This book was described as a cross between I Capture the Castle
and The Virgin Suicides
and since I love both of those, I thought I’d best take a look. This was an excellent decision. Not only does it celebrate how great it is to be a reader, but also the nature of family and the ties that bind. Major kudos to Eleanor Brown who took what could have been a very cheesy story (three lost sisters find the answers by returning home) and making it very, very funny with a lot of truth.
The weird sisters of the title are Rose, Bean and Cordy Andreas – otherwise known as Rosalind, Bianca and Cordelia, the three daughters of an English professor at Barnwell college. Of course they could have had it worse, their friend was the daughter of a classicist and she’d been named Lysisastra, Lyssie for short. As a very, very bookish family with a Shakespeare professor for a father, they have a tendency to communicate with the words of the Immortal Bard, so when Cordy receives a letter from Rose with the words “We met, we woo’d and made exchange of vow, I’ll tell thee as we pass; but this I pray, That though consent to marry us to-day“, she immediately knows that this means that Rose is getting married. The second letter, from their father, with the words “Come, let us go; and pray to all the gods/ For our beloved mother in her pains” – and again, Cordy understands that this means that her mother has cancer.
Before I go into the plot, I just want to note that the writing in this novel was pitch-perfect throughout. There are few novels that can carry off a first person plural narrator with ease and although I did read one review that moaned about it, that one sounded more like the rantings of a stupid person who didn’t get it than an actual criticism. The three sisters united narrate the novel, merciless about each others’ flaws yet ultimately bound together unbreakably. The tag line of this novel was ‘We love each other, we just don’t like each other much’ and while that may be true, particularly at the beginning, the family ties that bind us just can’t be gotten rid of.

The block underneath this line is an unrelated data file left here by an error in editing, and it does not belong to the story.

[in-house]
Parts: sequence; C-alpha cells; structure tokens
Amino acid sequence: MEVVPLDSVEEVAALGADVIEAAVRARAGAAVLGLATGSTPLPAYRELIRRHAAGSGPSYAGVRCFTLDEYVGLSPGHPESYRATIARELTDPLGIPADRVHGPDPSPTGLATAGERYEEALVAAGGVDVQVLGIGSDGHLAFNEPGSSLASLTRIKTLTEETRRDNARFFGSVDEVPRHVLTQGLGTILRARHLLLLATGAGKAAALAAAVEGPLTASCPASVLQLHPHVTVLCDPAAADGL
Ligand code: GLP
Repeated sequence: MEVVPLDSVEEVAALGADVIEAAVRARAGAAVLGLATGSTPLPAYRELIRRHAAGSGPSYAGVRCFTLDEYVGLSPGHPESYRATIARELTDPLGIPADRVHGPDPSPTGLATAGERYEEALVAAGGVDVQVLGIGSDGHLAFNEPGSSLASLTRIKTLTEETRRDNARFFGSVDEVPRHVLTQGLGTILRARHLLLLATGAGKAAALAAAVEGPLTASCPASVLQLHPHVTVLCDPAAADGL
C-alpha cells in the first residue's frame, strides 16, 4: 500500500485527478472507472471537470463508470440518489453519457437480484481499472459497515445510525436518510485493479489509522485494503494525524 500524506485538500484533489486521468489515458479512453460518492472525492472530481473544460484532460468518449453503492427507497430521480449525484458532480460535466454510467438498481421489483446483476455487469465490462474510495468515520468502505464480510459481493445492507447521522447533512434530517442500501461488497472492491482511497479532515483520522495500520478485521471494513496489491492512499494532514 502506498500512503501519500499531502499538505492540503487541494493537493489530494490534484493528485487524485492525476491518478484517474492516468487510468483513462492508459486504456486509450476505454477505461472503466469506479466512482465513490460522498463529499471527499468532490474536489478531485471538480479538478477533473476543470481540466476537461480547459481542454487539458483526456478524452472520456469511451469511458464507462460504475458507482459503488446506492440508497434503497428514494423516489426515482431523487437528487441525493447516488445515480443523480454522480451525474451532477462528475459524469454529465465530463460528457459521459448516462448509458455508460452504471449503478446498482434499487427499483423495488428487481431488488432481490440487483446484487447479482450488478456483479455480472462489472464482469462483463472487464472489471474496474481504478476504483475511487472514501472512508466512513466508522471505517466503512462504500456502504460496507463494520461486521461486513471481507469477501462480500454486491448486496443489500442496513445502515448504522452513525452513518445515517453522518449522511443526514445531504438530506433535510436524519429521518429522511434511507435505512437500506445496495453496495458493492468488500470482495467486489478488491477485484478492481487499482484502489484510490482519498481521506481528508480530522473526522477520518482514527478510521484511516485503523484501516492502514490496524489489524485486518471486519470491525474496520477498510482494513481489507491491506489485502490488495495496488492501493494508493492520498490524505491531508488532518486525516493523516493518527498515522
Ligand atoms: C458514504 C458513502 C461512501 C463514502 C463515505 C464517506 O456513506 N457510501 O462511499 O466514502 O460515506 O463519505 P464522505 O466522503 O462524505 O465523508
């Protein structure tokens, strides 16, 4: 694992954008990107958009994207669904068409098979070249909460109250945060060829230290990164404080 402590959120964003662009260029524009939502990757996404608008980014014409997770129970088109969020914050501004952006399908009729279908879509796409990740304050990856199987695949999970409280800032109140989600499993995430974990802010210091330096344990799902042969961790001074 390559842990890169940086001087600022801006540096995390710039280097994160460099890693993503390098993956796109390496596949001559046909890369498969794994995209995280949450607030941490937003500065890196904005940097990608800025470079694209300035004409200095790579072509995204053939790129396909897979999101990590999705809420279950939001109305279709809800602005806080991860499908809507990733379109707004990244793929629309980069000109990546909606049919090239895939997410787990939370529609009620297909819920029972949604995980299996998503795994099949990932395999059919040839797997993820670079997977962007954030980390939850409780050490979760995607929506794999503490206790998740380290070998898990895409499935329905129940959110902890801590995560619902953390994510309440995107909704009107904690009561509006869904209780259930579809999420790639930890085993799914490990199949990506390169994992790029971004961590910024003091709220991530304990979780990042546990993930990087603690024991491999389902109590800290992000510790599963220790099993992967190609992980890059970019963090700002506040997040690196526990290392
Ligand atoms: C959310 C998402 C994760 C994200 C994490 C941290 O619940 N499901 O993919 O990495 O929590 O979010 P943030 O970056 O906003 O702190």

The three sisters return home though not because of their mother’s illness but due to their own personal problems, although the cancer provides a decent cover story. Cancer and particularly maternal cancer can be a bit of a tired plot device but speaking as someone whose mother has been through cancer, I thought that they did it well. The maternal pronouncements were de-maudlinified and dealt more with a I’m-Your-Mother-And-I-Know-You level rather than a My-Dying-Wish-Is-… which is completely ok. They also kept the treatments realistic rather than just making her a Bit Bald With Headscarf and Tired.
So, back to the story. Rose is the eldest sister, she longs for order and control, she’s great with stain removal and first aid and is a Maths professor. She also freaks out about the idea of moving to England with her fiancé and moves home claiming that her mother needs her support, although her sisters make it clear everyone would survive without her. Rose runs around putting bookmarks in the many open books round the house to protect the spines, but without her, everybody copes just fine. Rose needs to be needed. Bean is the middle sister, she longs to be noticed and has managed to get herself into a merry mess by embezzling money from her employers to fund living in New York. All the money has left her is many suitcases of clothes and a bunch of guys she’d far rather forget. Caught out and fired, she uses the last of her ill gotten gains to buy a clapped out car to get back to the family home in Barnwell. Cordy is the youngest sister, she never finished college and totally refused to be an adult and then spent eight years floating on the wind, now though she finds herself to be pregnant and realises that since she’s so broke that she actually had to shoplift the pregnancy test, she needs to Get Her Act Together.
The writing behind all this is brilliant, there are so many one-liners that really sum up what it’s like having relatives. Particularly how you can recognise the many different versions of a person that pop up over the course of a lifetime. Rose, stressed out about her relationship, is being difficult to live with, her sisters note that it is ‘like living with an extraordinarily bossy thirteen year-old. Again’. But then there is also the passage recounting when Rose’s fiancé Jonathon first asked her out; it is narrated by her sisters despite them not being present and they are over the moon that he sees why it was that they loved Rose so much. Your family will always cheer when something good happens for you whether or not they’re friends with you at the time.